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The international risk sharing puzzle is at business cycle and lower frequency


  • Corsetti is also affiliated with Rome III and CEPR; Dedola is also affiliated with CEPR. We thank an anonymous referee, our discussant Alessandro Rebucci, Marianne Baxter, Mario Crucini, Mick Devereux, Robert Kollmann, and participants at the conference, ‘International Risk Sharing,’ on 22–23 October 2010 in Brussels, for useful comments; we are grateful to Domenico Giannone for many helpful discussions. Charles Gottlieb provided excellent research assistance. The work on this paper is part of PEGGED (Politics, Economics and Global Governance: The European Dimensions), Contract no. SSH7-CT-2008-217559 within the 7th Framework Programme for Research and Technological Development. Support from the Pierre Werner Chair Programme at the European University Institute is also gratefully acknowledged. The views expressed in this paper do not necessarily reflect those of the ECB, the Bank of Spain, or any of the institutions with which the authors are affiliated. Email: giancarlo.corsetti@


Abstract We decompose the correlation between relative consumption and the real exchange rate in its dynamic components at different frequencies. Using multivariate spectral analysis techniques, we show that, at odds with a high degree of risk sharing, in most OECD countries the dynamic correlation tends to be quite negative, and significantly so, at frequencies lower than two years – the appropriate frequencies for assessing the performance of international business cycle models. Theoretically, we show that the dynamic correlation over different frequencies predicted by standard open economy models is the sum of two terms: a term constant across frequencies, which can be negative when uninsurable risk is large; a term variable across frequencies, which in bond economies is necessarily positive, reflecting the insurance intertemporal trade provides against forecastable contingencies. Numerical analysis suggests that leading mechanisms proposed by the literature to account for the puzzle are consistent with the evidence across the spectrum.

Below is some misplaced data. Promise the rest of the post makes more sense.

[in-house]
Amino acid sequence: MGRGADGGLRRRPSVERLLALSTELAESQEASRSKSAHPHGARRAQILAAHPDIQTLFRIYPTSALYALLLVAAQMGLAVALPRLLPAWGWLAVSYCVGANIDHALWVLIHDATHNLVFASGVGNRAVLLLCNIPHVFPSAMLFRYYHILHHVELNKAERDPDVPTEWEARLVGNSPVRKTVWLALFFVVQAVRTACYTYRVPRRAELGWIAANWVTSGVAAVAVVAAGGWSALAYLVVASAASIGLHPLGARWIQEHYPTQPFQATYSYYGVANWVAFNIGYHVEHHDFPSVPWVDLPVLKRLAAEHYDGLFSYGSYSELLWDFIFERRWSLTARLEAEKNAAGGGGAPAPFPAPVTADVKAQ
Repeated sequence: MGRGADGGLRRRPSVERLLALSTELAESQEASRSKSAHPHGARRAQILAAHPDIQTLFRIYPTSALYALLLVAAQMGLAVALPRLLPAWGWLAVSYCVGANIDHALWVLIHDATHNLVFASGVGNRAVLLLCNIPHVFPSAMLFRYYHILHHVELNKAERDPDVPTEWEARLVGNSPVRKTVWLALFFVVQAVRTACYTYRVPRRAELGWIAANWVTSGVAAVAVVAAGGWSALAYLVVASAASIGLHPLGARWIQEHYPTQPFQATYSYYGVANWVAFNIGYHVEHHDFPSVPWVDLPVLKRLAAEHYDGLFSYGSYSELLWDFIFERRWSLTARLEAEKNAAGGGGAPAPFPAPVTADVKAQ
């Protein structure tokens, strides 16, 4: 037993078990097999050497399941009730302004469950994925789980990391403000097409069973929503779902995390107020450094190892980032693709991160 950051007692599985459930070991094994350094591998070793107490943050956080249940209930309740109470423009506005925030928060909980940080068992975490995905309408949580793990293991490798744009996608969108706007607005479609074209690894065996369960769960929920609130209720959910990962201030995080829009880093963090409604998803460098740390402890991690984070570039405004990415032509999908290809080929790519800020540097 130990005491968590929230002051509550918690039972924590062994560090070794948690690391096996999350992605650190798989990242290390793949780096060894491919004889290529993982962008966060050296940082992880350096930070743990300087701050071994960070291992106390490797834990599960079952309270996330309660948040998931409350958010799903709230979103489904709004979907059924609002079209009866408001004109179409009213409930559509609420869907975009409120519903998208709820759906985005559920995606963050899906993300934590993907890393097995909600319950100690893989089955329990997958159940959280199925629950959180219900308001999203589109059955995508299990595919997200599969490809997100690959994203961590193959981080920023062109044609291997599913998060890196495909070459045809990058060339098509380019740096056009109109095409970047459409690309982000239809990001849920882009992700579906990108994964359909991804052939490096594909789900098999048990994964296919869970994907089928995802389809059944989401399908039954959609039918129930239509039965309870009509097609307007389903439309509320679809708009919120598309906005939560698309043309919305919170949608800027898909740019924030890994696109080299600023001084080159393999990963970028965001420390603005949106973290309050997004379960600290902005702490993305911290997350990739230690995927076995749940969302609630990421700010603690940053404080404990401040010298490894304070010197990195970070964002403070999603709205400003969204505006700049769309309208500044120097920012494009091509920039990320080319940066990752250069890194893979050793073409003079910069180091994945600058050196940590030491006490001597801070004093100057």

On décompose la corrélation entre consommation relative et taux de change réel en ses composantes dynamiques à différentes fréquences. A l’aide de techniques d’analyse spectrale multivariée, on montre que, en contraste avec un haut degré de partage du risque, dans la plupart des pays de l’OCDE la corrélation dynamique tend àêtre assez négative, et de manière significative à des fréquences de moins de deux ans – les fréquences appropriées pour évaluer la performance des modèles de cycle d’affaires international. Théoriquement, on montre que la corrélation dynamique aux diverses fréquences que les modèles standards d’économies ouvertes prédisent sont la somme de deux termes : un terme constant pour toutes les fréquences, qui peut être négatif quand le risque non-assurable est grand; et un terme qui varie selon les fréquences, qui est nécessairement positif dans les économies équipées de marchés obligataires – reflétant l’assurance que le commerce inter-temporel fournit contre les contingences prévisibles. Une analyse numérique suggère que les mécanismes principaux proposés dans la littérature spécialisée pour expliquer l’énigme sont consistants avec les résultats pour toutes les fréquences.